The inspiration for this concerto came from a Buddhist meditation exercise created by Anna Wise of the same name, House of Doors, and it was simultaneously “the most fun” and a “profound experience” for Sarah. Here’s how it works, in a nutshell: You’re in a house that you’ve invented and there’s a hallway with many doors. All the doors look different and you get to go and open any door you want, walk inside the room, look at it in as much detail as you can, walk around, see what’s there, change what you want. Then you leave, close the door, and you can go in another one. The idea is not just to hone your observation and imagination but also to get in touch with your ability to change things in your life.

To hear a sneak peek of House of Doors (the flute and piano reduction) click here!

seoul-door-consruction-screen

In Sarah’s first experience, she visited three rooms.

First, she walked into a room that initially looked like a normal bedroom, but on deeper examination she saw little plants and tendrils and deeper in, a dark jungle that went for miles and miles full of orchids and vines.

The next door was a dark, hot, uncomfortable red cave with an empty chair under a spotlight. It was a very scary place.

Through the last door, there was no floor, no ceiling, just sky. She stepped into the room and moved about how she wished. Flying, free, and fun.

Those images were powerful to Sarah and became the launching points for the piece. It was first notated graphically with just textures and a few descriptive words – it wasn’t until months after she started composing that notes and rhythms came about. “One thing I’ve loved about composing is connecting with the other arts. In this case, a feeling of motion, maybe dance, of visual arts and finding the place where they all meet and eventually ending up in my field, music, and creating the piece. Even within the field of music, Sarah’s had some variety and departures.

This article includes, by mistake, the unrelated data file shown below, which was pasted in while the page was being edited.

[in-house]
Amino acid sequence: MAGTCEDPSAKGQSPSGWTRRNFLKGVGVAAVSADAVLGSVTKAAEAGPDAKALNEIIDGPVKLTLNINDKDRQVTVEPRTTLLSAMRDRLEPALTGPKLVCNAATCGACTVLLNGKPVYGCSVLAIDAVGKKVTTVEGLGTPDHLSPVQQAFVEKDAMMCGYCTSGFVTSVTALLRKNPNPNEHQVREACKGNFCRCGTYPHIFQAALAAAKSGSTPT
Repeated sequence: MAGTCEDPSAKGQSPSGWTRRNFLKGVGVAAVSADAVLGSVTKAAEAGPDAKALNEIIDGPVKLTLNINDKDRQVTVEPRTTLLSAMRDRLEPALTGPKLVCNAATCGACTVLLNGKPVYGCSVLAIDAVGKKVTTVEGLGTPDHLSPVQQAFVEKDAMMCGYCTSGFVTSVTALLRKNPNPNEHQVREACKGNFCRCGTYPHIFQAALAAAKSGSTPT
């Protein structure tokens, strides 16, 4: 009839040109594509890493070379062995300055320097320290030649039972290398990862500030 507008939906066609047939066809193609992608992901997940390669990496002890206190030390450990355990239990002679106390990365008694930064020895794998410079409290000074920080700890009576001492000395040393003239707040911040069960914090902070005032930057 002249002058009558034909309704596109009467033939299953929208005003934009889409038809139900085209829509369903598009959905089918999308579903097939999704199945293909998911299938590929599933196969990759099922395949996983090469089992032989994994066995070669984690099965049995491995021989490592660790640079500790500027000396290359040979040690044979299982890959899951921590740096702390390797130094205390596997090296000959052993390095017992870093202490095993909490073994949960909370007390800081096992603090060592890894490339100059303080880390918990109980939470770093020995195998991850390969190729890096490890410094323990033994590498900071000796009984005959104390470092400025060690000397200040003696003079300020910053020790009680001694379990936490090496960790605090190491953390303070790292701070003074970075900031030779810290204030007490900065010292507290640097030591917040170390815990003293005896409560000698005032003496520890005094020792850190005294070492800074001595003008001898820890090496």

After her time at IU, Sarah took a break from classical music to play bass in punk rock bands. That seemingly “left turn” wasn’t totally unrelated to her classical training and she’s been able to find a link between all types of music. The directness and even some of the experimentalism in classical music transferred to the bands she was playing with and she found that a sense of attitude and sense of humor is present in both.

“I went into music and never looked back. I love it and I’ll never get bored of it.”

hdr_home

 

The House of Doors Concerto for Flute and Orchestra will be performed on Saturday, April 30 at 8 p.m. at the Highline Performing Arts Center in Burien. For tickets and additional information, please visit this link.

Finding the Music

by Joshua Roman

Fraud. Faker. Sham artist.

Roman_2 (Joshua Roman. Photo credit: Hayley Young)

These are just some of the things that ran through my head as I tried to push through the internal noise and jot down a few melodic ideas to match the words in front of me. The negative voice in my head can be quite derisive. I’ll avoid, for your sake, typing the more profane things it comes up with to keep me from making progress.